trht around the u.s.
In June 2017, the Kellogg Foundation committed approximately $24 million in 14 multi-sector collaborations in communities across the United States to implement a TRHT process using the framework. Each place received a grant through a coordinating organization for implementing their TRHT and to a growth fund to sustain the work for the long-term. The growth fund is also a place where additional funding is actively being raised and matched by other national, regional and local funders. The investments in each TRHT place range from approximately $1.5 to $4 million and implementation can be from two-to-five years.
As TRHT/Richmond's coordinating organization, Initiatives of Change is keen to partner with the other TRHT locales which include (1) State of Alaska; (2) Baton Rouge and (3) New Orleans, Louisiana; (4) Buffalo, New York; (5) Chicago, Illinois; (6) Dallas, Texas; (7) Los Angeles, California; (8) Selma, Alabama; (9) Saint Paul, Minnesota; and (10) Battle Creek, (11) Flint, (12) Kalamazoo and (13) Lansing, Michigan. There are also other TRHT-related efforts happening nationally. A primary example being the work of the Association of American Colleges & Universities and their work to establish TRHT Centers at 30 schools across the U.S.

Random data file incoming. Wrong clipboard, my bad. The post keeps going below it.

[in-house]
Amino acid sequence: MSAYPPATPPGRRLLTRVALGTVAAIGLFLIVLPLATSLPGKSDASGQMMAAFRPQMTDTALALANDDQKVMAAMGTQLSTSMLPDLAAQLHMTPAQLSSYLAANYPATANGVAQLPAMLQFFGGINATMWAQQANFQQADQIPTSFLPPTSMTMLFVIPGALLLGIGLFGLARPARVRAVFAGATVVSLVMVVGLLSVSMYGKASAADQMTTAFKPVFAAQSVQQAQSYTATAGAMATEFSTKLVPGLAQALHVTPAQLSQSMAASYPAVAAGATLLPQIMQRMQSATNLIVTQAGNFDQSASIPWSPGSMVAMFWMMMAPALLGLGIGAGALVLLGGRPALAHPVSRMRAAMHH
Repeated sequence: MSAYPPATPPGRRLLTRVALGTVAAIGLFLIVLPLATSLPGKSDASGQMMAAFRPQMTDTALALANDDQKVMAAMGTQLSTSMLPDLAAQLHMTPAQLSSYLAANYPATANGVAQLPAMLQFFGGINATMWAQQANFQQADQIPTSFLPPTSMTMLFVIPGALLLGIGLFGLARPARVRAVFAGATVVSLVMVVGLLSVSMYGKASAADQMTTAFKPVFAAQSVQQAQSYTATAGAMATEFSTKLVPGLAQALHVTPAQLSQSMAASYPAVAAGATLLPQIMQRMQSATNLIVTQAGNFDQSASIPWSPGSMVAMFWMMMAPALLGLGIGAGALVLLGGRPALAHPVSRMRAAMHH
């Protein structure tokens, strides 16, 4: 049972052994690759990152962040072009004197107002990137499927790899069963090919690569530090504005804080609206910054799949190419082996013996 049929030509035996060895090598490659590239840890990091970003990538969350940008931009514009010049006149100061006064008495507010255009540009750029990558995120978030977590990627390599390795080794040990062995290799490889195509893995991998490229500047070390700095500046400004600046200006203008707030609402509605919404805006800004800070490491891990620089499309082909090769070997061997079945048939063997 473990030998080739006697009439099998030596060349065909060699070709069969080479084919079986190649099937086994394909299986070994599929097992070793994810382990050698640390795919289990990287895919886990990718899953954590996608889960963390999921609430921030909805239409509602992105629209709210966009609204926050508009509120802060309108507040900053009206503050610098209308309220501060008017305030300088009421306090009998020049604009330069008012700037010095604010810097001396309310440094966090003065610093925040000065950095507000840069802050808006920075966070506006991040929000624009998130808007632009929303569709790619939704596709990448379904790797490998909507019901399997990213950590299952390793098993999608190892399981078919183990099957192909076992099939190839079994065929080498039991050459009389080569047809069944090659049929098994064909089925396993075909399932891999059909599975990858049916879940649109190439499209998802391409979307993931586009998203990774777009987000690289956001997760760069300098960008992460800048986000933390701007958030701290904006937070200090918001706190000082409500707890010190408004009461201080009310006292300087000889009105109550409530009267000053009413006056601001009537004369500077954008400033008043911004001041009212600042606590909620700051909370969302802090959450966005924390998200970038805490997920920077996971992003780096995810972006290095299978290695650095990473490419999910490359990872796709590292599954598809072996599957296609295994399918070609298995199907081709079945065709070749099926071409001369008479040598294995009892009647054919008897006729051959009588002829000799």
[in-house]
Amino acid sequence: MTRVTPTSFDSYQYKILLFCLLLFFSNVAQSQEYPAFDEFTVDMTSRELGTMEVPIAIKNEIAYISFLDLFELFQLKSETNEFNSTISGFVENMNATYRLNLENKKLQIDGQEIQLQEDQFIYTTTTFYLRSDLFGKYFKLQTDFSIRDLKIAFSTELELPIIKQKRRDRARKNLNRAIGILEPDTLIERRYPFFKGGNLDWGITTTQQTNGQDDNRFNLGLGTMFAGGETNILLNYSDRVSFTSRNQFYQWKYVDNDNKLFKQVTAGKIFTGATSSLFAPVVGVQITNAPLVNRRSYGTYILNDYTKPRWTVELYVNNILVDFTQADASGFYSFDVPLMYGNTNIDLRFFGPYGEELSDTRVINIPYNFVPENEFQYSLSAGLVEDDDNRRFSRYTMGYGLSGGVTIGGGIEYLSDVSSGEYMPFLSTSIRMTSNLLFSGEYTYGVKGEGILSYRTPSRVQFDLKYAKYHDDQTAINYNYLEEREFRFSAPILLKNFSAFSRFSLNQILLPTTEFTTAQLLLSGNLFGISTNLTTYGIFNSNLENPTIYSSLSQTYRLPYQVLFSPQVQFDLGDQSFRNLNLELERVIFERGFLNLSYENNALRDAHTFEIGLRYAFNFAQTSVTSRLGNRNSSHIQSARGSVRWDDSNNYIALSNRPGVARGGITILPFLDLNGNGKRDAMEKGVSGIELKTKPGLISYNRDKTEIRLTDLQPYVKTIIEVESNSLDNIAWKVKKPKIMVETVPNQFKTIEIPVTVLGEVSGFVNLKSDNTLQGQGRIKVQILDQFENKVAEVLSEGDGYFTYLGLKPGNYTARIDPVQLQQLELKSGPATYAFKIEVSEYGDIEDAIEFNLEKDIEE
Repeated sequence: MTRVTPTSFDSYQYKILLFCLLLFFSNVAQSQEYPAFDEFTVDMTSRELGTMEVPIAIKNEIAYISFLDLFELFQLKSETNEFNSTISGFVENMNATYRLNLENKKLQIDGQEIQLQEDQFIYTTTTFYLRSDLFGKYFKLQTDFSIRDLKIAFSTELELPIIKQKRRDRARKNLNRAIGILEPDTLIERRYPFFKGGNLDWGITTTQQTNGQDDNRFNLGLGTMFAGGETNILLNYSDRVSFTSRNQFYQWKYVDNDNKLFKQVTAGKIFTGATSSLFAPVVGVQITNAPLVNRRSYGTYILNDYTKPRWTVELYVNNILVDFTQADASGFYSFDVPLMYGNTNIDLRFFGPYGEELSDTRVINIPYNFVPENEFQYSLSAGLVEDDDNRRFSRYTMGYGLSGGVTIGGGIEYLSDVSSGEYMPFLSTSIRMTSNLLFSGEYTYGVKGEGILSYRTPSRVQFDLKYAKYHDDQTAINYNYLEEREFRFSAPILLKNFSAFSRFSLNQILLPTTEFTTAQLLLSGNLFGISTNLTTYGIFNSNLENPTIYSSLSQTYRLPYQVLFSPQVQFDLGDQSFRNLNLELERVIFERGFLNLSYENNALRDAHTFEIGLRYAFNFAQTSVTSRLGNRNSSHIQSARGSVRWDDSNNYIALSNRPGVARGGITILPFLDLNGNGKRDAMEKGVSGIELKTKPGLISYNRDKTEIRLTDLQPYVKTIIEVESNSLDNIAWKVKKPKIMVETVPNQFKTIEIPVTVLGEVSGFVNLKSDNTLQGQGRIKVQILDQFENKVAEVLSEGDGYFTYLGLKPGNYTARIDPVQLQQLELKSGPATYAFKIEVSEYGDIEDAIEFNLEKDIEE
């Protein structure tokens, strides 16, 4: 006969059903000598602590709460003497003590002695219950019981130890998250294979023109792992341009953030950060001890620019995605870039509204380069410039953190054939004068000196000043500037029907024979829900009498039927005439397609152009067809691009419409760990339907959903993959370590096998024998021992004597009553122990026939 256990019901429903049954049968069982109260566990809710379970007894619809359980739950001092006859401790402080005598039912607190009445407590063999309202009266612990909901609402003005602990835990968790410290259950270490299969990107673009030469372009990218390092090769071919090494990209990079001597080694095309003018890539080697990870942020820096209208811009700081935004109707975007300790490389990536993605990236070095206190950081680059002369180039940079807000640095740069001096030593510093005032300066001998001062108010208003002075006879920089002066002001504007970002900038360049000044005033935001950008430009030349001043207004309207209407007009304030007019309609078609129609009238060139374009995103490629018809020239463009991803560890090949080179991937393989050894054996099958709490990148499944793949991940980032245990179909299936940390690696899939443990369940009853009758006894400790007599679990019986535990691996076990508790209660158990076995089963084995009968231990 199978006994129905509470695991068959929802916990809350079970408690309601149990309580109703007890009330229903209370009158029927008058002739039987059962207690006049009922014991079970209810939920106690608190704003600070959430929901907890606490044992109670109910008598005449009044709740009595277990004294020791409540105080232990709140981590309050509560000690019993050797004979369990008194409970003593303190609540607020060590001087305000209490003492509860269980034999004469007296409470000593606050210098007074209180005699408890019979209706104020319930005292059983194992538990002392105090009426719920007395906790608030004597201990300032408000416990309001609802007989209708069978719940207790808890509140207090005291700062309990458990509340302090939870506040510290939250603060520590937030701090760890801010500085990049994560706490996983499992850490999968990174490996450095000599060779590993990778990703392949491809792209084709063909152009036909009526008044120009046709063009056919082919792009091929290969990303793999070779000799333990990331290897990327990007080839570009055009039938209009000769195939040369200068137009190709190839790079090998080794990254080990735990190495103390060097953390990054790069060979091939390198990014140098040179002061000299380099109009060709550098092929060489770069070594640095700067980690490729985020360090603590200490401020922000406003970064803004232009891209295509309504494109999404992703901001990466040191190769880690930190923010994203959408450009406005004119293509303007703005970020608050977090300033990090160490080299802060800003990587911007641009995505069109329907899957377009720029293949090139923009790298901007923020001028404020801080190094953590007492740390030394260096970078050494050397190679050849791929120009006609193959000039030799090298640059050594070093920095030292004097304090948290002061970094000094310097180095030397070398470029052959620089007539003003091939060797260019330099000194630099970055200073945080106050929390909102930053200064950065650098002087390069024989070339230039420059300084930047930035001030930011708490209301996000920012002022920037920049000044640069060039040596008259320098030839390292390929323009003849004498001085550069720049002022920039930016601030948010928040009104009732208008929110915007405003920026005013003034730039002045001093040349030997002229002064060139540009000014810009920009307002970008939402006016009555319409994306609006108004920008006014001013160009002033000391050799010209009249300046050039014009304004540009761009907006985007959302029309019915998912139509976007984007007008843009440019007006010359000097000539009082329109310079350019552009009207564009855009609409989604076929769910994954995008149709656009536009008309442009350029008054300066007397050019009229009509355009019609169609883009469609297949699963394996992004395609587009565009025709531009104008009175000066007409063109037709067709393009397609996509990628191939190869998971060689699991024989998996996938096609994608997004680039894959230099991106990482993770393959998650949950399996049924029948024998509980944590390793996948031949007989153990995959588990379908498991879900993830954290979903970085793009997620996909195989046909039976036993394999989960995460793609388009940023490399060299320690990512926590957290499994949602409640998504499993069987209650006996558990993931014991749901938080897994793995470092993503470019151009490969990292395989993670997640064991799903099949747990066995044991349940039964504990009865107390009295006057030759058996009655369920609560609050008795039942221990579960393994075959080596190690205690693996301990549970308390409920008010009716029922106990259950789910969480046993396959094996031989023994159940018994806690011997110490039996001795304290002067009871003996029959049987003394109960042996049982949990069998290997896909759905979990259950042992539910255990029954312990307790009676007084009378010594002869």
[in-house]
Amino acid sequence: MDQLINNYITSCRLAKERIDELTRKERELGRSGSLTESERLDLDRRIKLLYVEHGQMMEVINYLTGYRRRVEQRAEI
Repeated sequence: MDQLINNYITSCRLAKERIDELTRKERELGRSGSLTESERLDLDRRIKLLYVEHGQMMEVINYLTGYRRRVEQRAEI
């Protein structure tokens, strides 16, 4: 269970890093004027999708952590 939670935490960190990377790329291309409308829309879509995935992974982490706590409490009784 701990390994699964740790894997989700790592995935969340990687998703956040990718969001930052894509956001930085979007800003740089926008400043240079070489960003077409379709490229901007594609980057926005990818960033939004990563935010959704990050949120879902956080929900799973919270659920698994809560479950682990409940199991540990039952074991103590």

In October 2017, a team from TRHT/Selma visited Richmond to share about their work in Alabama and to learn about IofC's work of walking through history, building a team and partnering with local leadership.
Selma Center for Nonviolence Truth & Reconciliation
"I am so full from my visit to Richmond and ALL you have accomplished. I was really inspired with all of the folk that showed up personally and shared with us. That speaks volumes to me in my spirit. I am working towards that kind of relationship with our folk here in Selma. Trust. Respect. Concern for each other. Yeah, that's huge for me."
Rev. Robert Turner
Project Director, TRHT/Selma &
Program Officer, Black Belt Community Foundation
"We learned a lot of helpful tools, insights, and practices. Our vision for Selma is for it to be a blessing that could change the world again toward Truth, Justice and Transformation - for Selma to become like Richmond, a place, which while it is not perfect, has laid a roadmap for future generations to follow on how to transform a community."
Image 1: Callie Greer shares the challenges and opportunities for TRHT/Selma when meeting with the Initiatives of Change staff and team of local volunteers. Images 2-3: Rev. Sylvester "Tee" Turner leads the visitors from Selma on a walk through Richmond's history beginning in Libby Hill Park under the watchful eye of the Confederate monument honoring sailors and soldiers. Rev. Turner stressed the importance of honoring all stories as sacred at that place: African American, Native American and Confederate. Images 4-5: The visit moved on to the banks of the James River and the head of the Trail of Enslaved Africans where the Selma team learned about the details of disembarkation and treatment of the enslaved men and women before they were either sold in Richmond or transported to another commercial port. Images 6-8: Selma team members, Rev. Robert Turner, Brendan O'Connor and Lawrence Wofford, learn from community leaders: Dr. Risha Berry, Office of Community Wealth Building; Carol Adams, former Director of Community Outreach, Richmond Police Department; Del. Betsy Carr (D); Michael Paul Williams, Columnist, Richmond Times-Dispatch. Image 9: Ainka Jackson, Director, Selma Center for Nonviolence, Truth & Reconciliation.